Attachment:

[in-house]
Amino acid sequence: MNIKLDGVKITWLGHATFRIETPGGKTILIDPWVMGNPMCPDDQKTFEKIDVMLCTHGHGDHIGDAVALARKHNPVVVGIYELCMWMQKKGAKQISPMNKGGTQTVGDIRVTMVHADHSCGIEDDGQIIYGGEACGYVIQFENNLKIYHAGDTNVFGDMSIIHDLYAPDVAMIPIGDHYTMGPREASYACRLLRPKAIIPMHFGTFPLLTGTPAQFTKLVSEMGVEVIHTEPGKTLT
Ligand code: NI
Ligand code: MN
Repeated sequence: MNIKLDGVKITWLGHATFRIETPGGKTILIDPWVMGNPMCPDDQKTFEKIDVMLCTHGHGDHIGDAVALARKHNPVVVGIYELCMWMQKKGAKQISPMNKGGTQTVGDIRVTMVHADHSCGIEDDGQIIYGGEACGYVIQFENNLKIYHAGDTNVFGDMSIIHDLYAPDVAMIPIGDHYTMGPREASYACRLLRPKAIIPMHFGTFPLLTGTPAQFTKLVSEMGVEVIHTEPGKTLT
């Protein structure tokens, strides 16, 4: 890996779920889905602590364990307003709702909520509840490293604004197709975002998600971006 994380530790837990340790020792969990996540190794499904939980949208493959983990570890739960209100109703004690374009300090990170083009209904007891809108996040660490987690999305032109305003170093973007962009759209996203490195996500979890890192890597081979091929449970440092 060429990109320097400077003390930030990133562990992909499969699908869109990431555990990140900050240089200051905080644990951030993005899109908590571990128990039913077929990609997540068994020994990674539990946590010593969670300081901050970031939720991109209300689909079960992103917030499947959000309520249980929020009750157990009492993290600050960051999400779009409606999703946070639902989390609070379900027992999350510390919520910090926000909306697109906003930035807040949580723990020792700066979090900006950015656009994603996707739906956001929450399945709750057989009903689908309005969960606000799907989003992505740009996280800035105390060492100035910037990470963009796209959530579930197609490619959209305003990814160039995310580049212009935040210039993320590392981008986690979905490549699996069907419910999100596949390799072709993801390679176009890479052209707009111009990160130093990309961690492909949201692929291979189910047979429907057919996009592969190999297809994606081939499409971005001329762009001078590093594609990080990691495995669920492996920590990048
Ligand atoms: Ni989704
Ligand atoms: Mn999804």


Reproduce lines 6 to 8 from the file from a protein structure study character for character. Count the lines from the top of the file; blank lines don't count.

């Protein structure tokens, strides 16, 4: 890996779920889905602590364990307003709702909520509840490293604004197709975002998600971006 994380530790837990340790020792969990996540190794499904939980949208493959983990570890739960209100109703004690374009300090990170083009209904007891809108996040660490987690999305032109305003170093973007962009759209996203490195996500979890890192890597081979091929449970440092 060429990109320097400077003390930030990133562990992909499969699908869109990431555990990140900050240089200051905080644990951030993005899109908590571990128990039913077929990609997540068994020994990674539990946590010593969670300081901050970031939720991109209300689909079960992103917030499947959000309520249980929020009750157990009492993290600050960051999400779009409606999703946070639902989390609070379900027992999350510390919520910090926000909306697109906003930035807040949580723990020792700066979090900006950015656009994603996707739906956001929450399945709750057989009903689908309005969960606000799907989003992505740009996280800035105390060492100035910037990470963009796209959530579930197609490619959209305003990814160039995310580049212009935040210039993320590392981008986690979905490549699996069907419910999100596949390799072709993801390679176009890479052209707009111009990160130093990309961690492909949201692929291979189910047979429907057919996009592969190999297809994606081939499409971005001329762009001078590093594609990080990691495995669920492996920590990048
Ligand atoms: Ni989704
Ligand atoms: Mn999804």